The Durham man, who is registered blind among other conditions, has had his benefits stopped after failing to respond to a letter
A severely disabled man and his family have been thrown into despair after Whitehall beancounters decided to stop paying vital disability benefits.
County Durham man Alan Moody, 60, was declared unfit to work by his GP some 10 years ago after being diagnosed with cerebellar ataxia – a rare genetic brain condition.
Despite this Mr Moody of Leith Gardens, Stanley was summoned to a Department for Work and Pensions ‘work capability assessment’ so that he could continue to qualify to receive employment and support allowance – which equates to £450 a month.
One of the effects of Mr Moody’s condition is blindness and because of this he did not read the letter sent to him by the DWP.
As a result of his non reply the DWP took the decision on November 2 to stop paying the vital £225 a fortnight to Mr Moody.
Elder brother Terry Moody, 65, who is also Alan’s carer, told how he pleaded and appealed to the DWP to review their decision – something they did and stood by.
He said: “I cannot believe they’ve done this, how could they be so heartless. He has been disabled for 10 years, he cannot work, he needs this money.
“I have tried appealing to them but they say they are standing by it, I am trying to appeal again”
Read more and see the video here: http://www.chroniclelive.co.uk/news/north-east-news/how-could-you-heartless-government-12259086#ICID
Originally posted by Anonymous here
The main sickness benefit for disabled people is Employment and Support Allowance (ESA). Eligibility is assessed via the Work Capability Assessment (WCA). The WCA is a rigid points system, that assesses your ability to carry out very basic tasks. In order to be classified as unfit for work, you need to ‘score’ at least 15 points.
John Hutton laid the groundwork for ESA in 2006 (in the interim he considerably harshened the criteria for Incapacity Benefit). By 2008, ESA had replaced incapacity benefit for new claims. From the outset, the draconian WCA caused severely ill people to be deemed fit for work. Londoner, Vincent Nestor had incurable stomach cancer, and additionally, he was waiting for a triple heart bypass operation, yet he scored zero points and was declared “fit for work”.
Despite such cases as these Yvette Cooper introduced an even more draconian WCA. A few days before the 2010 General Election, coroner Tom Osborne, wrote to Cooper, stating that the WCA had caused 43-year-old Stephen Carre to take his life, and the continued programme would lead to further suicides. The incoming coalition Tory-Lib Dem government ignored his concerns.
The WCA exists to deny benefit to as many people as possible.
In theory, it focuses on what people can do, rather than on what they cannot. This enables the DWP to ignore the reality of disability. The WCA assesses deafness by people’s ability to read, and determines blindness by people’s ability to hear.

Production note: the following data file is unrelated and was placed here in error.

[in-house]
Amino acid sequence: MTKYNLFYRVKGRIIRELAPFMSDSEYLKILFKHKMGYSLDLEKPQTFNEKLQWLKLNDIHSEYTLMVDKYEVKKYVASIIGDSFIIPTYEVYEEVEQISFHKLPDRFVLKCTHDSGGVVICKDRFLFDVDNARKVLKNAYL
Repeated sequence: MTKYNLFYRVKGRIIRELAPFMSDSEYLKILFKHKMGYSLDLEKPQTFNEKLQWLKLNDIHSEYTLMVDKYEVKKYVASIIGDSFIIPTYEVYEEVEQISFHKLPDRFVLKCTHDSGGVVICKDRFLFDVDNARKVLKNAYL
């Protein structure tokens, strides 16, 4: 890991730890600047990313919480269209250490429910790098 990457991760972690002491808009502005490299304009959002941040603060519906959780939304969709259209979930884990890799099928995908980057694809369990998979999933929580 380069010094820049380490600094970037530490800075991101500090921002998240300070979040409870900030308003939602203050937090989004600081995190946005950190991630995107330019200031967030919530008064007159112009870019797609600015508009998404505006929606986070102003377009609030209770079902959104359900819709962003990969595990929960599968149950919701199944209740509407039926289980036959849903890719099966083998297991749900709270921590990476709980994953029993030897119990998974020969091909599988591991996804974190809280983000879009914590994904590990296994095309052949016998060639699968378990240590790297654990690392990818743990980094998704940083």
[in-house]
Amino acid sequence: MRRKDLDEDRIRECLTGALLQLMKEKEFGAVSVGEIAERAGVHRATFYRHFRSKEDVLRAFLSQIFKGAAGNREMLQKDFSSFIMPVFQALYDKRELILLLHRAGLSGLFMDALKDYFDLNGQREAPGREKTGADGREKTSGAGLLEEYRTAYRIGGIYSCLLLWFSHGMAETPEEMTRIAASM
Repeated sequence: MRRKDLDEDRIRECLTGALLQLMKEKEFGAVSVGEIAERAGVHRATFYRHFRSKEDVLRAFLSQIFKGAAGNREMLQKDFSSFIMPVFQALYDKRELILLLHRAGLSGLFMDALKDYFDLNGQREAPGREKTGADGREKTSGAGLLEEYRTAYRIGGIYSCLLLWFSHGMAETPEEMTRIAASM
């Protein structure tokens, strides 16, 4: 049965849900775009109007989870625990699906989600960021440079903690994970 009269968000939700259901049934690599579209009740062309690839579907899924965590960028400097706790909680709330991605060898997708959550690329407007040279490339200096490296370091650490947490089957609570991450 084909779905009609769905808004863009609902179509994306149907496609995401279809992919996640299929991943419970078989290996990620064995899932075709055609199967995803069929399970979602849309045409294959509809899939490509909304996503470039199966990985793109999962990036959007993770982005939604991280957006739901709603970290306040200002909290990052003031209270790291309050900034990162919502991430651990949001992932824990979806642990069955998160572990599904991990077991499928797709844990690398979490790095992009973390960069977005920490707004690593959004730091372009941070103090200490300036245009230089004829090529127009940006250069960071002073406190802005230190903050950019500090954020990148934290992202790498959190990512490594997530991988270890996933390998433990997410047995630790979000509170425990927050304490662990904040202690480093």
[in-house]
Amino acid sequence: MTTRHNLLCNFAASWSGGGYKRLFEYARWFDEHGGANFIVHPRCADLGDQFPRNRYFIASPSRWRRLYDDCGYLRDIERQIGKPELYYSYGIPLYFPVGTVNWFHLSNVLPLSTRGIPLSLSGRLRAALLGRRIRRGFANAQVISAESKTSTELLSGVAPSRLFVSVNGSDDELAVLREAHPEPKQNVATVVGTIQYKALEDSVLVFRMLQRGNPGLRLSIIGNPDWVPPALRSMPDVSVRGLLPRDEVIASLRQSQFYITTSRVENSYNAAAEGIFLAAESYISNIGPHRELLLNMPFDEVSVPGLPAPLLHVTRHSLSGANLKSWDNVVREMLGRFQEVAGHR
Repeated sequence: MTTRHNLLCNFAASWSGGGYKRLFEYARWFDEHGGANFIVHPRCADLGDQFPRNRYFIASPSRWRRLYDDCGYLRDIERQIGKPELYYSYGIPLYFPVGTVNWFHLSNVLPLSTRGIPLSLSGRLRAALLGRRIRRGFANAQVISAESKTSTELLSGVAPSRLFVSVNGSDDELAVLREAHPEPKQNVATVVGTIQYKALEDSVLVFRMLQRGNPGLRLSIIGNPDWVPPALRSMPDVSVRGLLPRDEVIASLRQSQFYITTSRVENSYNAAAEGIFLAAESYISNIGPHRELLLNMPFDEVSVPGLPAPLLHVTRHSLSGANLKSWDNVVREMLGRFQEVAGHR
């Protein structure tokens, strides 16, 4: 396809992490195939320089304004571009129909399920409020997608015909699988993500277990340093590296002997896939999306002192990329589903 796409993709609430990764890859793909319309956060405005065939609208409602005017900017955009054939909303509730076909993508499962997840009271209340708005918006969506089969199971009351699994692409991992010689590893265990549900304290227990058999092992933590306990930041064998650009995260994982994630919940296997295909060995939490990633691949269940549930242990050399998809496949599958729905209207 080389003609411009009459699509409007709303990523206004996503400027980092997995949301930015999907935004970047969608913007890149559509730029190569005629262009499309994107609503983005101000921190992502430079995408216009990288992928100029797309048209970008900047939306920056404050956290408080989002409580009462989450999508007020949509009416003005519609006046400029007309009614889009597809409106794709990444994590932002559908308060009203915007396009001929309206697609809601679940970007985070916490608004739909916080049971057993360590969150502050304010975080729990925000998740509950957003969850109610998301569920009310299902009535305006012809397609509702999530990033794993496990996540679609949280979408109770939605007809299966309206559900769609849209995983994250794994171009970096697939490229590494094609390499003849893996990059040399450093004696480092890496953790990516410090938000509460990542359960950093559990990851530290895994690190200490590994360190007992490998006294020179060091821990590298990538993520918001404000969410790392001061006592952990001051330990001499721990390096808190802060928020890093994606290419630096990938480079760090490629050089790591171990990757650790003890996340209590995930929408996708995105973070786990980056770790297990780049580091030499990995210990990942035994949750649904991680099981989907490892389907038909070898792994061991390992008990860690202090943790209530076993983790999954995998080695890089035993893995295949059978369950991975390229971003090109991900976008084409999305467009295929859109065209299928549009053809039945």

It omits any reference to bending and kneeling, as apparently this is no longer part of the workplace. Amputees are assessed by their ability to lift empty cardboard boxes with their stumps and most bizarrely of all, WCA assesses mobility problems with an imaginary wheelchair. Consequently, if you can use a wheelchair to whatever they deem a ‘qualifying’ degree, you score zero points for mobility problems.
There are many accomplished wheelchair users (e.g. 11-times gold medal winner Tanni Grey-Thompson), but the reality is, a wheelchair does not equate to a functioning set of legs. There are many problems with using one; the main one being getting your wheelchair and yourself into a car. Other than having a carer or someone to lift the wheelchair into the boot and then help you into your seat, there does not seem to be any other viable solution. Furthermore, in my experience disabled lifts are generally locked; and finding someone to get the key takes up time and energy (or requires a carer). Using a wheelchair can also cause fatigue and pain.
The WCA does not relate to the world of work as it requires people to carry out a very narrow set of tasks such as lifting a 0.5 litre carton or using a pen to make ‘a meaningful mark with either hand’. It goes without saying that the average two-year-olds would be capable of performing these tasks. I was frequently bullied by school teachers over my illegible handwriting, however as I can make a ‘meaningful mark’ (assuming this means a squiggle or adding my name to a birthday card), I would score no points for this.
Criteria for dexterity is ludicrous: someone with Parkinson’s disease, a condition that causes shaking, could score only nine points for dexterity simply because they could push a button with one finger (once). This could ultimately deem them fit for work simply for having the same level of dexterity as a dog. The threshold for reaching is, ‘Cannot raise either arm as if to put something in the top pocket of a coat or jacket.’ I cannot find any jobs that place emphasis on reaching. Most jobs that involve reaching, tend to involve lifting as well (e.g. shelf-stacking) or co-ordination (e.g. decorating).